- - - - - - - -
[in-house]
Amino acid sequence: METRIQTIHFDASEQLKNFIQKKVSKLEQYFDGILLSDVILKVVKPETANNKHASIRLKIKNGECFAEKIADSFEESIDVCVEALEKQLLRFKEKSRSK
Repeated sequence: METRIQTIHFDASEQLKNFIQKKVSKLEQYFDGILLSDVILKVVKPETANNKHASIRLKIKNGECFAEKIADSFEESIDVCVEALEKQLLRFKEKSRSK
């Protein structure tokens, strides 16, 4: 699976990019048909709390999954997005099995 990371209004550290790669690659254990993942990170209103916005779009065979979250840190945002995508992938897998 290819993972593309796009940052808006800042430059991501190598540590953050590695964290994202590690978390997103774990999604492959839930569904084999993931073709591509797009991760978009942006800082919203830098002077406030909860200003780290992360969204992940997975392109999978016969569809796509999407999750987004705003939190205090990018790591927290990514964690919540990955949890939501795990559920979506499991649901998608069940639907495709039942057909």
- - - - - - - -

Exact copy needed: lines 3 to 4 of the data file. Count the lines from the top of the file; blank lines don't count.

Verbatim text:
Repeated sequence: METRIQTIHFDASEQLKNFIQKKVSKLEQYFDGILLSDVILKVVKPETANNKHASIRLKIKNGECFAEKIADSFEESIDVCVEALEKQLLRFKEKSRSK
């Protein structure tokens, strides 16, 4: 699976990019048909709390999954997005099995 990371209004550290790669690659254990993942990170209103916005779009065979979250840190945002995508992938897998 290819993972593309796009940052808006800042430059991501190598540590953050590695964290994202590690978390997103774990999604492959839930569904084999993931073709591509797009991760978009942006800082919203830098002077406030909860200003780290992360969204992940997975392109999978016969569809796509999407999750987004705003939190205090990018790591927290990514964690919540990955949890939501795990559920979506499991649901998608069940639907495709039942057909």